Sport on the Internet

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The Independent Online
THERE WAS a traditional start last week for the final season of the County Championship as we know it. The weather hogged the headlines. Web pictures, on CompuServe's subscription sports channel, of Lord's under the weather and Durham's Riverside blanketed by snow provided a good enough reason for fair-weather cricket fans to stay at home and follow proceedings on the Internet as they pondered the likelihood of their team ending up in the wrong half of next year's two-league system.

Lord's has been busy beefing up their Web site in the run-up to this season, aiming to make it the definitive online destination for cricket followers. On the whole it stood up well to the rigours of going live. It was certainly the place to be if you were without radio or TV access and wanted to find out, the day before the season started, who the new Championship sponsors were.

For breaking cricket news at all levels, the site is excellent. It has teamed up with the Press Association and covers the England team as well as minor counties games and women's cricket. There is much statistical information and material about individual counties - on site and via external links to official and unofficial team pages.

Detailed scoreboards are updated in real time. They come in two versions: full scoreboards or aesthetically pleasing abbreviated ones to position on your desktop while working in other applications. Which is all well and good when games are on.

When nothing is happening on the ground, Lord's have some extra features to capture the surfer's imagination and keep them on site for longer. A Webcam broadcasting live pictures for instance. Even if there is no play you can gaze into the Stygian gloom as if you were there.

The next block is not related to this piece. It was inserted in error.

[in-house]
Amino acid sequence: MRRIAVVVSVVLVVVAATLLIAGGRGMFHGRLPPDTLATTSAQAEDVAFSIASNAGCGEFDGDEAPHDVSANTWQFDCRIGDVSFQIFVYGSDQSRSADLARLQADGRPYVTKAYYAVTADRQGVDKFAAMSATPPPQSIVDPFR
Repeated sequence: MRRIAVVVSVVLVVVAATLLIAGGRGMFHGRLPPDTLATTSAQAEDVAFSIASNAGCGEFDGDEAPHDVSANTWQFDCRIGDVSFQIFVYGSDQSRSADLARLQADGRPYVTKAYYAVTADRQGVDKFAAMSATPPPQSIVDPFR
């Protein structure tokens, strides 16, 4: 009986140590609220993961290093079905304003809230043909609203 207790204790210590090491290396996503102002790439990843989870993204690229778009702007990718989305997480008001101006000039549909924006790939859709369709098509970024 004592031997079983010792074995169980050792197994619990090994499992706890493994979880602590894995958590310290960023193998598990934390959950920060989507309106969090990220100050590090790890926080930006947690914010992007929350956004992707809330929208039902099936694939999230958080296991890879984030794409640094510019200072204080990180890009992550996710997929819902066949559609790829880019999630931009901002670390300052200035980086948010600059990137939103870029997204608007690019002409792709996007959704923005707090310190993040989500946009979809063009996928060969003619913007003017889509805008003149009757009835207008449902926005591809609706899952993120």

In theory at least. In practice the camera is being relocated from its pre-season perch on the Pavilion to the NatWest Media Centre, but it did not make it in time for the start of the season. Viewers hoping for scenes of a white-out merely got a black screen and an apology.

The virtual reality tour, however was working. Using QuickTime plug-ins (a download link is provided for browsers lacking the technology) you are free to rummage in the Long Room, examining portraits and artefacts or popping out on to the balcony for a view of the whole ground.

Using your mouse you can turn your virtual head to take in the panorama of Lord's taken on a far sunnier day than greeted Middlesex and Kent.

Multimedia crops up often on the site, with RealAudio features about the World Cup and archives of great cricketing moments. Later in the season experiments with live audio and video broadcasts of some international matches are planned, so it is well worth checking back periodically for updates.

The promise of live streaming is something the Web has not yet realised, largely because of disputes about rights. Lord's looks to have that problem licked.

Site Addresses

Lord's: The Home Of Cricket